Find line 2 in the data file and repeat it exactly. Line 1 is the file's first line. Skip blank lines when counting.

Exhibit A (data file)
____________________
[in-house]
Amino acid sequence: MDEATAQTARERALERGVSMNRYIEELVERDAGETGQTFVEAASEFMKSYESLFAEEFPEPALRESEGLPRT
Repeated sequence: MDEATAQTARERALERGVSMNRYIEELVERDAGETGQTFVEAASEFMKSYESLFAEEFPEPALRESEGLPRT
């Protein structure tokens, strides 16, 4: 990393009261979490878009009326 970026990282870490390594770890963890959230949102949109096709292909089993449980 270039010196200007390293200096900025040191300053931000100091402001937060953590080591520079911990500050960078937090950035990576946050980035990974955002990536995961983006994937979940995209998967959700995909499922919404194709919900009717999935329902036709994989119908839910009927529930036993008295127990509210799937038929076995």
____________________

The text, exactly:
Amino acid sequence: MDEATAQTARERALERGVSMNRYIEELVERDAGETGQTFVEAASEFMKSYESLFAEEFPEPALRESEGLPRT